By B.N. Frank
American opposition to offshore wind existed before dozens of whales and other ocean life started washing up on beaches (see 1, 2, 3, 4, 5, 6). Regardless, projects continue being approved though now developers may have encountered other obstacles.
World’s Largest Offshore Wind Farm-Maker Crashes Most On Record After Catastrophic Results
by Tyler Durden
Shares of the world’s largest offshore wind farm developer crashed in Copenhagen trading on Wednesday after it warned: “The situation in US offshore wind is severe.”
Orsted A/S was hit with a massive 16 billion Danish kroner ($2.3 billion) impairment on its US portfolio due to snarled supply chains, soaring interest rates, and easy money tax credits drying up — a warning sign the green energy revolution bubble is in trouble.
CEO Mads Nipper warned investors on a conference call: “The situation in US offshore wind is severe.”
Shares in Denmark-listed green energy giant crashed 25%, the largest daily decline since it went public in early 2016.
Bloomberg explained more about the headwinds plaguing Orsted:
The company’s Ocean Wind 1, Sunrise Wind, and Revolution Wind projects in the US are being hurt by supplier delays, which could lead to writedowns of up to 5 billion kroner, it said late Tuesday. High interest rates could also add another 5 billion. In addition, the developer is still in talks with federal stakeholders to qualify for additional tax credits, which haven’t progressed as expected. If unsuccessful, it could lead to impairments of as much as 6 billion kroner.
Analysts at Bernstein warned clients in a note: “Today’s announcement flags risks in the US portfolio and does not do anything to improve the downbeat investor sentiment on the stock.”
“While the bulls could argue many of these issues related to the impairment are already known, the announcement is unlikely to bode well for an already-weakened Orsted share price,” Citigroup Inc. analyst Jenny Ping told clients.
Analysts across the board were overwhelmingly pessimistic about the news (list courtesy of Bloomberg):
BNP Paribas Exane (cut to neutral from outperform)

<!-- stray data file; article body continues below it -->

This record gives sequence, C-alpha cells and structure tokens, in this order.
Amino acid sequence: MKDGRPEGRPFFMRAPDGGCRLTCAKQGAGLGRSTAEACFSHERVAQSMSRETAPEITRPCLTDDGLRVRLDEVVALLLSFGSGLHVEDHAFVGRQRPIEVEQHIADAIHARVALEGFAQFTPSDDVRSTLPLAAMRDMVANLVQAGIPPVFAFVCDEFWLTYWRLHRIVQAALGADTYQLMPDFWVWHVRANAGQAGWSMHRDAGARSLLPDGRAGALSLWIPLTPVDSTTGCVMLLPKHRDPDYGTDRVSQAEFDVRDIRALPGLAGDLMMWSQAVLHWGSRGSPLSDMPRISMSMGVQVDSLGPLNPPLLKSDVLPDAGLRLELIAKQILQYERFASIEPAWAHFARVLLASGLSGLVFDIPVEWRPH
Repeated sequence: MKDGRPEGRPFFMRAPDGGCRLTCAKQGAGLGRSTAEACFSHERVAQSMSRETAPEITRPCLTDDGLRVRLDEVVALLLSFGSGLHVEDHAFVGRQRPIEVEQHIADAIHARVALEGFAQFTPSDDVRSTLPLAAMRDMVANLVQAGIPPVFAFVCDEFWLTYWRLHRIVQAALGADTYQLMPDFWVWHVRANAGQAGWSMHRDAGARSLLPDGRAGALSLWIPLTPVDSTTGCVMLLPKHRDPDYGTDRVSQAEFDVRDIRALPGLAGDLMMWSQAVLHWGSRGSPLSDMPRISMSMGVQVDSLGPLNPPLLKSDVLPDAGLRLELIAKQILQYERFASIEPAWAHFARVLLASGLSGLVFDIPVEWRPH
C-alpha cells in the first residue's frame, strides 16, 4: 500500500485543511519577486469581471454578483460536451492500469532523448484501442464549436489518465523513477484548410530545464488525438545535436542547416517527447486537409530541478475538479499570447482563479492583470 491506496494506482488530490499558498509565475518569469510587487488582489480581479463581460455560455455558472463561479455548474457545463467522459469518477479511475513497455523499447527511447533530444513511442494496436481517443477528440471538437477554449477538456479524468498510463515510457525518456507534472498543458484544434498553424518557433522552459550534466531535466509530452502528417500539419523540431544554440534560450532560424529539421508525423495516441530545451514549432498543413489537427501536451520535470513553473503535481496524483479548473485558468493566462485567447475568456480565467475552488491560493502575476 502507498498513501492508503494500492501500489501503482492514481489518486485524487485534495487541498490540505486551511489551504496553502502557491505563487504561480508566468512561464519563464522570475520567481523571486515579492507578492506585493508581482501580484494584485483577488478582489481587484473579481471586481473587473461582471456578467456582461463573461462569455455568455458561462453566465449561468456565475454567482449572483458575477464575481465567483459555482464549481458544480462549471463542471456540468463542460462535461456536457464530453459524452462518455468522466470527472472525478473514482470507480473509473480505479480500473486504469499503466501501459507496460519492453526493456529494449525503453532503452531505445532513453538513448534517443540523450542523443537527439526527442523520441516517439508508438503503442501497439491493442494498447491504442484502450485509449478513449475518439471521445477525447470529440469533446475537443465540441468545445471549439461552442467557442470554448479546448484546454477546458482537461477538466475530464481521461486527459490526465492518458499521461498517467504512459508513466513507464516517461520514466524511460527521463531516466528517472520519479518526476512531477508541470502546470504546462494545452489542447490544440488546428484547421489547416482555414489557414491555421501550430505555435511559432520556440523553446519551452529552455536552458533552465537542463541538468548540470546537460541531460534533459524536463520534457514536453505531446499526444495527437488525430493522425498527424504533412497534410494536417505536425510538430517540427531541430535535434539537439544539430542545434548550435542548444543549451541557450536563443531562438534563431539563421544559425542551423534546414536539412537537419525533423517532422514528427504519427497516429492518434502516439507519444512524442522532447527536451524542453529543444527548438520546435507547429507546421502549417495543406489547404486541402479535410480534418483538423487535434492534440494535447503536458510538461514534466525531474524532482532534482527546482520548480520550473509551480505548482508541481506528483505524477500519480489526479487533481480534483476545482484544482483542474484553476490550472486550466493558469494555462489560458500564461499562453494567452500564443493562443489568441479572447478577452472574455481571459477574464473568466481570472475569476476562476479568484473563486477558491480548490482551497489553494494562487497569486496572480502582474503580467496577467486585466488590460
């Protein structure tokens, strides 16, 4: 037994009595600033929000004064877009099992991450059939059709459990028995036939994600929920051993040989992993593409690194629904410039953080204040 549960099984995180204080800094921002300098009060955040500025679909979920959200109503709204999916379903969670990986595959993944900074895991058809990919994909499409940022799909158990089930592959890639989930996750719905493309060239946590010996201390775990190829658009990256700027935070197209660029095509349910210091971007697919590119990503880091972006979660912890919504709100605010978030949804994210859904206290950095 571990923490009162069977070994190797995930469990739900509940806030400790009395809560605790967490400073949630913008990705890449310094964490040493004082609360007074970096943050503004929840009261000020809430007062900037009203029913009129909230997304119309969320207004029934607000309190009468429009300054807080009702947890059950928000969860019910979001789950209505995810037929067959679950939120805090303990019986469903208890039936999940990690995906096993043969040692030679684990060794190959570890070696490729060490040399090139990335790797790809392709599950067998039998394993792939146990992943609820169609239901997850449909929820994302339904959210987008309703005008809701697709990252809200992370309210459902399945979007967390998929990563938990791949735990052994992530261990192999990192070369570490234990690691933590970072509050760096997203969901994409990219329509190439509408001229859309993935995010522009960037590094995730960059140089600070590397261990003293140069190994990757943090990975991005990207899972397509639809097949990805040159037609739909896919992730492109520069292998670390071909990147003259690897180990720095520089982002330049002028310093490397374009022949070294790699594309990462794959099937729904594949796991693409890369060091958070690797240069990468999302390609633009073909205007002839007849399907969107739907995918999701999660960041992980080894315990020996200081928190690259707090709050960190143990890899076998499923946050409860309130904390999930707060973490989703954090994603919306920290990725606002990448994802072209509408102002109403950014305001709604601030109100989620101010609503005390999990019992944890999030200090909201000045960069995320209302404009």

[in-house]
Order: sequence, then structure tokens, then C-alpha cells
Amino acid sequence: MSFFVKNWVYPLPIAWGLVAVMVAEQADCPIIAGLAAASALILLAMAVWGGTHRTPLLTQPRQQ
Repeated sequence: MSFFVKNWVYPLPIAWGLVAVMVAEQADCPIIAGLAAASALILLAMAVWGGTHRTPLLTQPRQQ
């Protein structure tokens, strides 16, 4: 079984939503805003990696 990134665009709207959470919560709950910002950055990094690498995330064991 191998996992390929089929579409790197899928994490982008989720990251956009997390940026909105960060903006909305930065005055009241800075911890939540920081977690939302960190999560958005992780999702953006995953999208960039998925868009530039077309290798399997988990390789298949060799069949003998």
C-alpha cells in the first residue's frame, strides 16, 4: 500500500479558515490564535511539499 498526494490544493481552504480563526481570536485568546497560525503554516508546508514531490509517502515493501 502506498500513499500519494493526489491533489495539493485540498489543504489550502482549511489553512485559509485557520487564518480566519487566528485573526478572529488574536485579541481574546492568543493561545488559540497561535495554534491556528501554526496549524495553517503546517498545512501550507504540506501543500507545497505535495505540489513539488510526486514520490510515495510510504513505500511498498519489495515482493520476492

- The potential write-down of DKK16b dwarfs the DKK2.5b impairment announced in January, analyst Harry Wyburd writes in a note
- Investor confidence will probably be “compromised” for some time
- Sam Arie puts the focus on which targets will remain valid in this context
- Says today’s announcement is a negative and somewhat of a surprise
- Adds investors may be concerned in the change in tone since the June CMD where management seemed more confident in regulatory changes that would help to protect the return profile of these US projects
- The update is a “clear negative,” analyst Ahmed Farman (buy) writes in a note
- The impairments are equivalent to as much as ~7% of the Danish power generator’s market capitalization
- Still, Jefferies says recent share price weakness suggests the market hasn’t priced in “much value” in the company’s near- term US offshore pipeline
RBC (sector perform)
- Alexander Wheeler also calls it a clear negative, with further doubt cast on the overall outlook for US projects, which many believed had been resolved at the capital market day
- With ~$4bn invested in the US projects to date, the impairment of up to DKK 16bn ($2.4bn) represents just over half of the overall value
- The DKK5b supplier charge is believed to be the maximum number, while on interest rates, if rates stay at current levels then the DKK 5b will be the impact booked at 9M
We ought to label Orsted’s crash as the ‘Green Panic.’ Bulls eager to ride the climate energy revolution might want to rethink their mid-term views.
Activist Post reports regularly about wind power and unsafe technologies. For more information, visit our archives.
Top image: Pixabay
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